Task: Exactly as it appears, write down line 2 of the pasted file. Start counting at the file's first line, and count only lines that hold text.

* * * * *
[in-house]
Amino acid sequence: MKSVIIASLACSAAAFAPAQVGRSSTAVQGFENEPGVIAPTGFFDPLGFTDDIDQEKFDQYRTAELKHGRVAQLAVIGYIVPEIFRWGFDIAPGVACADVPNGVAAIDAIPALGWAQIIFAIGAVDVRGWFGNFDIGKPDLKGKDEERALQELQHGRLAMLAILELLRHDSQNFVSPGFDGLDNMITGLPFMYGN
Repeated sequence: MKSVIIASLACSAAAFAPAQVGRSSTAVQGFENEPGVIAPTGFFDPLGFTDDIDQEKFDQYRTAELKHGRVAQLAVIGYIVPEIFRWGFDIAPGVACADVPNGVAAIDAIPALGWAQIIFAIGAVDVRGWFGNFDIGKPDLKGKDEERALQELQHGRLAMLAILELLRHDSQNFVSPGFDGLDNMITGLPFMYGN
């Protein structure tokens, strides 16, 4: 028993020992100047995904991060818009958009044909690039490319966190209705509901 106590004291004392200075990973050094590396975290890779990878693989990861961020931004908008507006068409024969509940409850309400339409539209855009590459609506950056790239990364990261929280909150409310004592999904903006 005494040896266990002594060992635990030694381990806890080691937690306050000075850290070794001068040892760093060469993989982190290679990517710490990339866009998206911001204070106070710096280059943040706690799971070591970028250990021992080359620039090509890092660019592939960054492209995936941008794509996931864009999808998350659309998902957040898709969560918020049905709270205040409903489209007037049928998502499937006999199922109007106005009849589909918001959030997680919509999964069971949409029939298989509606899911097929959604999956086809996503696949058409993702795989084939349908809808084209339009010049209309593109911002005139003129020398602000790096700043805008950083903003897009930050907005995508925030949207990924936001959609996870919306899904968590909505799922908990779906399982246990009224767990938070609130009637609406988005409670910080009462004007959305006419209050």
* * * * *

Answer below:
Amino acid sequence: MKSVIIASLACSAAAFAPAQVGRSSTAVQGFENEPGVIAPTGFFDPLGFTDDIDQEKFDQYRTAELKHGRVAQLAVIGYIVPEIFRWGFDIAPGVACADVPNGVAAIDAIPALGWAQIIFAIGAVDVRGWFGNFDIGKPDLKGKDEERALQELQHGRLAMLAILELLRHDSQNFVSPGFDGLDNMITGLPFMYGN